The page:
Evaporites of Ukraine: a review
Published:January 01, 2007
S. P. Hryniv, B. V. Dolishniy, O. V. Khmelevska, A. V. Poberezhskyy, S. V. Vovnyuk, 2007. "Evaporites of Ukraine: a review", Evaporites Through Space and Time, B. C. Schreiber, S. Lugli, M. Bąbel
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The results of geological and lithological–geochemical investigations of the Devonian, Permian, Jurassic and Miocene evaporite deposits of Ukraine are presented in review. The main regions of evaporite distribution are the Dnipro–Donets depression, Carpathian (Forecarpathians, Transcarpathians) and Foredobrogean regions. The data on tectonics and stratigraphy are presented and information on lithology, the mineralogical and geochemical study of gypsum, anhydrite, rock and potash salts are summarized. The rich mineral composition of the Miocene evaporites in the Carpathian Foredeep (more than 20 salt minerals) is demonstrated, and the unique superimposed hydrothermal mineralization in the rock salt of salt domes from the Dnipro–Donets depression is presented (containing about 40 high- and mid-temperature hydrothermal minerals). In particular, the results of brine inclusion studies in evaporite minerals suggest that seawater was the main source of most of the salts. The brines in both the Miocene and Permian evaporite basins are classified as the Na–K–Mg–Cl–SO4 (SO4-rich) chemical type and the Jurassic and Devonian belong to the Na–K–Mg–Ca–Cl (Ca-rich) type. Temperature of solutions during halite precipitation shifted from 25 to 43 °C, while during the stage of potash salt sedimentation it apparently increased to 40–83 °C.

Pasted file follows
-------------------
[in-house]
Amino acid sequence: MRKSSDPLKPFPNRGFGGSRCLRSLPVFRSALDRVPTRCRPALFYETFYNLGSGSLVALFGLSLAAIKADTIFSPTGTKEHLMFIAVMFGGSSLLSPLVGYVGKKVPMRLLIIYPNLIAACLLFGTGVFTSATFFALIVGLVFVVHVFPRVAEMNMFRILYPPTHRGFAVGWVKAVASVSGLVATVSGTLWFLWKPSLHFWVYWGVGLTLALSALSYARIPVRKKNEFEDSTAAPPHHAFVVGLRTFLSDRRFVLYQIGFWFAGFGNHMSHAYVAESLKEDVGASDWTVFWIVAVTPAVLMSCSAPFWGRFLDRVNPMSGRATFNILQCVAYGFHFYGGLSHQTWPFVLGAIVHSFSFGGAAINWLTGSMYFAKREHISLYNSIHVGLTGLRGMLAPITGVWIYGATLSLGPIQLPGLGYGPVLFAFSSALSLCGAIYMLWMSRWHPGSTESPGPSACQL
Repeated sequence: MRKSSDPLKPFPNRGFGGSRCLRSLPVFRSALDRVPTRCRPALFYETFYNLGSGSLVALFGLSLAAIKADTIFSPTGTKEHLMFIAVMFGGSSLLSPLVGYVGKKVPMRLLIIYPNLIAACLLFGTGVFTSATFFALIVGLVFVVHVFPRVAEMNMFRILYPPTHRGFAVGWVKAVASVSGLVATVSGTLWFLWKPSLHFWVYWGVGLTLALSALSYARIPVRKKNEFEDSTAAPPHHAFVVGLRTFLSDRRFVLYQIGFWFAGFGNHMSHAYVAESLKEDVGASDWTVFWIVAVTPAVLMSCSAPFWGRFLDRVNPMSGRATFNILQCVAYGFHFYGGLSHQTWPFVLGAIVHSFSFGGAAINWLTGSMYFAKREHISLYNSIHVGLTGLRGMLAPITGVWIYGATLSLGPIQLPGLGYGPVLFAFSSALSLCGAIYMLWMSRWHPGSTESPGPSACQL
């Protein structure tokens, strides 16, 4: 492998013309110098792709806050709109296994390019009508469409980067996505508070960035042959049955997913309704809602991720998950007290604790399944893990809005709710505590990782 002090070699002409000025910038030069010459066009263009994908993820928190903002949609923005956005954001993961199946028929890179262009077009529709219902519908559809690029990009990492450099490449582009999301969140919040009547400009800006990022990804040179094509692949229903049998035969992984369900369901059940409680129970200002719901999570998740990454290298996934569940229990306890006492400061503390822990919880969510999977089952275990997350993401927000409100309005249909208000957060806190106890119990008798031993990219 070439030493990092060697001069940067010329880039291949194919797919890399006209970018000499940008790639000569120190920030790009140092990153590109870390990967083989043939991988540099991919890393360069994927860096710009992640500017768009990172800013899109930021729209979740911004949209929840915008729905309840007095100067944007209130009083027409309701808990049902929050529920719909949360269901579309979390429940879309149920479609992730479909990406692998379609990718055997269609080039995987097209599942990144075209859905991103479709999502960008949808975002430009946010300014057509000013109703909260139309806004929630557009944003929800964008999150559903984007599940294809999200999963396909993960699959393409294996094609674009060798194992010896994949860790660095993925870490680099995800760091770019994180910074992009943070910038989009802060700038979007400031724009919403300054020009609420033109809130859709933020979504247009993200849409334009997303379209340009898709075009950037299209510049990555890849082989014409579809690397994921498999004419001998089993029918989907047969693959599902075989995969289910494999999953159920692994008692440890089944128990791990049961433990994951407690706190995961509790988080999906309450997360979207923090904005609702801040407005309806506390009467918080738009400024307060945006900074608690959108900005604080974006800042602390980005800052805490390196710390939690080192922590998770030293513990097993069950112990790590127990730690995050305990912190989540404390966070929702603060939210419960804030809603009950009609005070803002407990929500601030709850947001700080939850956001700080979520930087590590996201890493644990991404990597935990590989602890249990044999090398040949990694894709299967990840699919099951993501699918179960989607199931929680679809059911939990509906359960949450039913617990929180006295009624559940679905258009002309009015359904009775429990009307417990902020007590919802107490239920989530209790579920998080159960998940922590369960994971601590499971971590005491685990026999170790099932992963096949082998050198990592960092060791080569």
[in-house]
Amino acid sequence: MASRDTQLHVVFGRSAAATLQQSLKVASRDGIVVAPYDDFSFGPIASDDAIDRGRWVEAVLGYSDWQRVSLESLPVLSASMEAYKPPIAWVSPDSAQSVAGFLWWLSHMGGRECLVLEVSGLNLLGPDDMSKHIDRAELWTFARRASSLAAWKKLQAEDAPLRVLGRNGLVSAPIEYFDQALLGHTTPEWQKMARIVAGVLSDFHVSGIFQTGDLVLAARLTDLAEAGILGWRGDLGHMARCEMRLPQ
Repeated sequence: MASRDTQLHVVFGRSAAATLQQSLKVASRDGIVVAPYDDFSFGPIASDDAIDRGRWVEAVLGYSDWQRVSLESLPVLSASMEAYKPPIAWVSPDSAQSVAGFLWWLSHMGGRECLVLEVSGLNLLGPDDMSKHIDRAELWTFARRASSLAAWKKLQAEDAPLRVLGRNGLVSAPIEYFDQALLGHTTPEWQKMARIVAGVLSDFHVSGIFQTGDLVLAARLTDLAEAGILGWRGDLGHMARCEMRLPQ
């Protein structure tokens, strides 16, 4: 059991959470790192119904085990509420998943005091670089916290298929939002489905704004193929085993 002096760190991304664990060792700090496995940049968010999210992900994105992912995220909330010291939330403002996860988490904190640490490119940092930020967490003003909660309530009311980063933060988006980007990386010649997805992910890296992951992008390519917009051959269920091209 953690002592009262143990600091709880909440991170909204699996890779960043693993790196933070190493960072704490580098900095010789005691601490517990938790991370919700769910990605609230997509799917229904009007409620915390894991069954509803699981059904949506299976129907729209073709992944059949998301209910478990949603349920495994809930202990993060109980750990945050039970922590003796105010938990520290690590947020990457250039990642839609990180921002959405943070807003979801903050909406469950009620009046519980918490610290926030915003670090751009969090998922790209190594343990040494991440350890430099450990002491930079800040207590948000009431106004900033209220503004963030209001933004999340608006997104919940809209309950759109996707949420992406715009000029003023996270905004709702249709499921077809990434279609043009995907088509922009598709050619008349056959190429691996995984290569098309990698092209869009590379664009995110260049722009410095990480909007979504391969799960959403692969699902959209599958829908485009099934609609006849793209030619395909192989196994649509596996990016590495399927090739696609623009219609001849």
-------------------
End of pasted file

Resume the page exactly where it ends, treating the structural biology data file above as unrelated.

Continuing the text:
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Evaporites Through Space and Time
This book is an exploration of varying approaches to the study of the deposition, diagenesis and stratigraphy of evaporites. The volume includes papers from chemical modellers, who work on the basis of geochemical representations of the formative water bodies, and from basin-wide depositional-stratigraphical modellers, who propose depositional scenarios that are fitted to individual basinal pictures.
Until now there have been only a few studies of evaporite formation that explain the characteristic features we observe in the real rock record. This volume is a collection of relevant papers in which these features are integrated in a realistic manner, based on our new understanding of saline water bodies, to the diverse tectonic, chemical and depositional constraints of their individual basins. In additional there are several review articles that offer oversight and extensive referencing of basins worthy of further study.
This book is a valuable resource for sedimentologists and stratigraphers looking for an up-to-date reference on evaporite deposits.